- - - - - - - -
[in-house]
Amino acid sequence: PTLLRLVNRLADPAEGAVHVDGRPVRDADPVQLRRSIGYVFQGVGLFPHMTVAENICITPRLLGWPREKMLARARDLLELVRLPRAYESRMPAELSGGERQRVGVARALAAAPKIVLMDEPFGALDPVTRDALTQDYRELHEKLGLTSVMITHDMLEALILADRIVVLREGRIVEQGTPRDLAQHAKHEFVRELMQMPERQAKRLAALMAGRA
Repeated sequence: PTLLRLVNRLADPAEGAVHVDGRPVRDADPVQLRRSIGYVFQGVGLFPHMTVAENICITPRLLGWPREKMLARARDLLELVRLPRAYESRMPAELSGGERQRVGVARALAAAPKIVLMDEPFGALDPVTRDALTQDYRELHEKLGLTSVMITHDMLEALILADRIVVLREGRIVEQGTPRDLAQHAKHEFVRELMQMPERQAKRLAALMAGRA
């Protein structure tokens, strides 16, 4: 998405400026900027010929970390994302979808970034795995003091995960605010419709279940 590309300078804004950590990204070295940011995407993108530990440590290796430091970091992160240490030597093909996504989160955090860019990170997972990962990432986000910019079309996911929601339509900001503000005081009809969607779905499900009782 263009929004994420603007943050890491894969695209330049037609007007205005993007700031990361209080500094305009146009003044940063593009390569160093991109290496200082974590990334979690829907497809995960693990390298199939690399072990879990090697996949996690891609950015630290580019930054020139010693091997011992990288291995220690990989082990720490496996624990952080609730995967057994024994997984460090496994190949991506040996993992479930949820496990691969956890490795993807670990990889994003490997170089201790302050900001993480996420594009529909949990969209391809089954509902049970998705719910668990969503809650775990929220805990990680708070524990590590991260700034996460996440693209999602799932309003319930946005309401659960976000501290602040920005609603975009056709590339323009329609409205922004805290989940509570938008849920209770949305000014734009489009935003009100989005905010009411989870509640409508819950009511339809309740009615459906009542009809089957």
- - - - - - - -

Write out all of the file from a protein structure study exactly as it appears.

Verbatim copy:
[in-house]
Amino acid sequence: PTLLRLVNRLADPAEGAVHVDGRPVRDADPVQLRRSIGYVFQGVGLFPHMTVAENICITPRLLGWPREKMLARARDLLELVRLPRAYESRMPAELSGGERQRVGVARALAAAPKIVLMDEPFGALDPVTRDALTQDYRELHEKLGLTSVMITHDMLEALILADRIVVLREGRIVEQGTPRDLAQHAKHEFVRELMQMPERQAKRLAALMAGRA
Repeated sequence: PTLLRLVNRLADPAEGAVHVDGRPVRDADPVQLRRSIGYVFQGVGLFPHMTVAENICITPRLLGWPREKMLARARDLLELVRLPRAYESRMPAELSGGERQRVGVARALAAAPKIVLMDEPFGALDPVTRDALTQDYRELHEKLGLTSVMITHDMLEALILADRIVVLREGRIVEQGTPRDLAQHAKHEFVRELMQMPERQAKRLAALMAGRA
């Protein structure tokens, strides 16, 4: 998405400026900027010929970390994302979808970034795995003091995960605010419709279940 590309300078804004950590990204070295940011995407993108530990440590290796430091970091992160240490030597093909996504989160955090860019990170997972990962990432986000910019079309996911929601339509900001503000005081009809969607779905499900009782 263009929004994420603007943050890491894969695209330049037609007007205005993007700031990361209080500094305009146009003044940063593009390569160093991109290496200082974590990334979690829907497809995960693990390298199939690399072990879990090697996949996690891609950015630290580019930054020139010693091997011992990288291995220690990989082990720490496996624990952080609730995967057994024994997984460090496994190949991506040996993992479930949820496990691969956890490795993807670990990889994003490997170089201790302050900001993480996420594009529909949990969209391809089954509902049970998705719910668990969503809650775990929220805990990680708070524990590590991260700034996460996440693209999602799932309003319930946005309401659960976000501290602040920005609603975009056709590339323009329609409205922004805290989940509570938008849920209770949305000014734009489009935003009100989005905010009411989870509640409508819950009511339809309740009615459906009542009809089957």